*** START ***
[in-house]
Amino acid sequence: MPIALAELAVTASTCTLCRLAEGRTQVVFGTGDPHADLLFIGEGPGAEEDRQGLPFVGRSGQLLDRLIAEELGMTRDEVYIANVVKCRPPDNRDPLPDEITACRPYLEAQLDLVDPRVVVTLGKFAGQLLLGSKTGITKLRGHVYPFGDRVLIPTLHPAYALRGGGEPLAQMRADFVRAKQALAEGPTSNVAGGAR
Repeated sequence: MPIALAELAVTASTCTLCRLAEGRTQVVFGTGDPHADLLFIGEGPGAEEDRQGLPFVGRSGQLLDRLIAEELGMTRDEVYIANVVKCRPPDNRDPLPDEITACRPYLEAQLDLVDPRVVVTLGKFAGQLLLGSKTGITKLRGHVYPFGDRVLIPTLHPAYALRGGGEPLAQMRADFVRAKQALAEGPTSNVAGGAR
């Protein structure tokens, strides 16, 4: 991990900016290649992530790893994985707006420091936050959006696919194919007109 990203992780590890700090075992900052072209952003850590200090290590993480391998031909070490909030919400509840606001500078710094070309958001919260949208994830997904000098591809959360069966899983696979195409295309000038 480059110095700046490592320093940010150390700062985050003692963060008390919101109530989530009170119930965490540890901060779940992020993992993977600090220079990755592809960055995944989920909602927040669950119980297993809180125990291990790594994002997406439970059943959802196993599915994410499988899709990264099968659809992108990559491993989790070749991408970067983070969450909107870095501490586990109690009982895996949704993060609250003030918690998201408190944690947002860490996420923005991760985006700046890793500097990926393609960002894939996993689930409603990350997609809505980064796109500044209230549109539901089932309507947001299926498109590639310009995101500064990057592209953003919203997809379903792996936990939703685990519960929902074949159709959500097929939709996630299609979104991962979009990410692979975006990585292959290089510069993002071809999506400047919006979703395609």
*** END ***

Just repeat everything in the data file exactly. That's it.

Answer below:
[in-house]
Amino acid sequence: MPIALAELAVTASTCTLCRLAEGRTQVVFGTGDPHADLLFIGEGPGAEEDRQGLPFVGRSGQLLDRLIAEELGMTRDEVYIANVVKCRPPDNRDPLPDEITACRPYLEAQLDLVDPRVVVTLGKFAGQLLLGSKTGITKLRGHVYPFGDRVLIPTLHPAYALRGGGEPLAQMRADFVRAKQALAEGPTSNVAGGAR
Repeated sequence: MPIALAELAVTASTCTLCRLAEGRTQVVFGTGDPHADLLFIGEGPGAEEDRQGLPFVGRSGQLLDRLIAEELGMTRDEVYIANVVKCRPPDNRDPLPDEITACRPYLEAQLDLVDPRVVVTLGKFAGQLLLGSKTGITKLRGHVYPFGDRVLIPTLHPAYALRGGGEPLAQMRADFVRAKQALAEGPTSNVAGGAR
């Protein structure tokens, strides 16, 4: 991990900016290649992530790893994985707006420091936050959006696919194919007109 990203992780590890700090075992900052072209952003850590200090290590993480391998031909070490909030919400509840606001500078710094070309958001919260949208994830997904000098591809959360069966899983696979195409295309000038 480059110095700046490592320093940010150390700062985050003692963060008390919101109530989530009170119930965490540890901060779940992020993992993977600090220079990755592809960055995944989920909602927040669950119980297993809180125990291990790594994002997406439970059943959802196993599915994410499988899709990264099968659809992108990559491993989790070749991408970067983070969450909107870095501490586990109690009982895996949704993060609250003030918690998201408190944690947002860490996420923005991760985006700046890793500097990926393609960002894939996993689930409603990350997609809505980064796109500044209230549109539901089932309507947001299926498109590639310009995101500064990057592209953003919203997809379903792996936990939703685990519960929902074949159709959500097929939709996630299609979104991962979009990410692979975006990585292959290089510069993002071809999506400047919006979703395609």